App-based drivers across the country are on strike Wednesday, demanding better working conditions, better wages and legal protections, according to lobby group Rideshare Drivers United.
The California-based organization called on drivers and drivers across the country to boycott services like Uber and Lyft for 24 hours on Wednesday. Gatherings are also planned in 11 different cities across the country. The group is calling for better pay, the right to organize and legislation to protect their classification status.
“Application-based workers are tired of exploiting big tech companies,” said Eve Aruguete, organizer and driver of Rideshare Drivers United, in a statement. “Misclassification is like concrete, keeping us underground.”
The driver-led group said many of their problems are a direct result of Proposition 22 – Californiaadopted in 2020 which classifies application-based drivers as independent contractors rather than employees eligible for employment benefits and protection. While supporters of the measure say it gives drivers flexibility in their schedules and keeps customers affordable, Rideshare Drivers United says app-based companies have broken their promises to the measure and wasted more. $ 220 million to promote it.
“They promised us more flexibility, more control and more transparency,” said driver Carlos Pelayo. “But since the adoption of Prop 22, I have less control over where I drive, who I get and how much I earn. Prop 22 was the most expensive lie ever told to voters in California.”
Protesters also claim that app-based ridesharing companies have cut mileage rates, cut commissions and manipulated algorithms to exploit workers.
It’s unclear how many are participating in the strike and boycott, but an Uber representative told CBS News he hasn’t seen an impact on the service.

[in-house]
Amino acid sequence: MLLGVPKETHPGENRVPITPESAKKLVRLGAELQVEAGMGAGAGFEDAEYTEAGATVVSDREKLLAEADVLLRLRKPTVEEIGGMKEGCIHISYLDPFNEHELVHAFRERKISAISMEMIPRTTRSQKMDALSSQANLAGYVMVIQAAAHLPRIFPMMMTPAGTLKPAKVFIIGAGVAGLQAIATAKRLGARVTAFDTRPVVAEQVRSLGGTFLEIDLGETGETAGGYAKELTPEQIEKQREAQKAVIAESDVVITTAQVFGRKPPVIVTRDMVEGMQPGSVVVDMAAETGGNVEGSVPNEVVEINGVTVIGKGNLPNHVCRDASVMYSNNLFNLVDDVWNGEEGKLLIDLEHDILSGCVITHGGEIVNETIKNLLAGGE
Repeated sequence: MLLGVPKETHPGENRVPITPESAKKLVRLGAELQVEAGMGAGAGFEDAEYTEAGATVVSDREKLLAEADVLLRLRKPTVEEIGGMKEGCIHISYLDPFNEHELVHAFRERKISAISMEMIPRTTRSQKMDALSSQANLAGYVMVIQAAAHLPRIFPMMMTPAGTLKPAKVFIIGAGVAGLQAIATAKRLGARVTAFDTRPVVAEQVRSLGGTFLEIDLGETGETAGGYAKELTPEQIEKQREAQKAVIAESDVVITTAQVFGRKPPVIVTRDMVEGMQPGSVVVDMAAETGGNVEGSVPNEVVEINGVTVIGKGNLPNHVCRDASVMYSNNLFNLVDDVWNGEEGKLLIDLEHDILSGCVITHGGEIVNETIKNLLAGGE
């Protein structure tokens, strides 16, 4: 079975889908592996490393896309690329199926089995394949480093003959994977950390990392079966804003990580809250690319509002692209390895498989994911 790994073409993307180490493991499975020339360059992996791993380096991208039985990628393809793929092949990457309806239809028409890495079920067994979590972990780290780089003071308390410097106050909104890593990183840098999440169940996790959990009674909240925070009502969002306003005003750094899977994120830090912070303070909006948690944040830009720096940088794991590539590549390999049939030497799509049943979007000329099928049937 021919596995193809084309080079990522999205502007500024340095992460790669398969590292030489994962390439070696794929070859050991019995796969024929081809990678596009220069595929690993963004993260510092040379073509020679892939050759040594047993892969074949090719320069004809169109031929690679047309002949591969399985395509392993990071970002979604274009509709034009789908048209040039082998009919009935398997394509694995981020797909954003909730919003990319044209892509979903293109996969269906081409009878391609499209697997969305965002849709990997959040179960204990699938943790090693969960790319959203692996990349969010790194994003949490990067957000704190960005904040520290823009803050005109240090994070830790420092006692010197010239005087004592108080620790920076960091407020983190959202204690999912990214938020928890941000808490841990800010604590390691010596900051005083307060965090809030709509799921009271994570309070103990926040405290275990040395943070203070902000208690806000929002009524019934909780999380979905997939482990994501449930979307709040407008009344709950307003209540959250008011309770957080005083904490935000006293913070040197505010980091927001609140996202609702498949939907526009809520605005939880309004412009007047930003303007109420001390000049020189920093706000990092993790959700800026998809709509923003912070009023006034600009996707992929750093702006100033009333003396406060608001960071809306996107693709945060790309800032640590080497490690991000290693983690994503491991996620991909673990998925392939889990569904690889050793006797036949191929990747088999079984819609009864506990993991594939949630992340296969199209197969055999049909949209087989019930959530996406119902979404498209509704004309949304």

Last year, Uber claimed that drivers in cities like Denver and Washington, DC, earn $ 55,000 a year, although severaldisputed the figure. Economist Larry Mishel called the estimate “false nonsense”, saying it ignored out-of-pocket expenses such as gasoline and vehicle maintenance.
A study by the University of California, Santa Cruz estimated that 20% of carpooling workers in San Francisco lose money when total expenses are counted. The report also found that since the pandemic, more than half of all app-based drivers have lost 75-100% of their earnings.
A Lyft spokesperson backed the company’s current pay transparency protocols, saying drivers receive weekly pay slips that detail their earnings, driver totals and deductions.
“Drivers are busier now than they were even before the pandemic began,” a company spokesperson told CBS News. “In our core markets, drivers earn over $ 30 an hour, which is significantly higher than before COVID. Lyft is also fighting to extend driver benefits and protections in a way that allows them to maintain their independence. This is the type of breakthrough. The approach sought by our drivers. “
Boycotters on Wednesday said the Right to Organize Protection Act (PRO) would help address some of their equality concerns at work. The law passed by the House would help workers organize, allow collective bargaining over working conditions and pay, expand joint employer responsibility, and change the designations of those considered employees.
“We have to have our say,” said carpooler Esterphanie St. Juste. “There is no one who represents us apart from Lyft and Uber.”
The Senate is due to hold a hearing on the PRO law on Thursday. Legislation is not expected to advance in the Senate due to a lack of Republican support.
In response to the PRO Act, an Uber representative told CBS News they were working alongside Congress to “advance policies that improve self-employment, rather than eliminate it.”
“We will continue to work with Congress and our diverse community of employees on meaningful solutions to improve the quality and safety of self-employment,” said the spokesperson.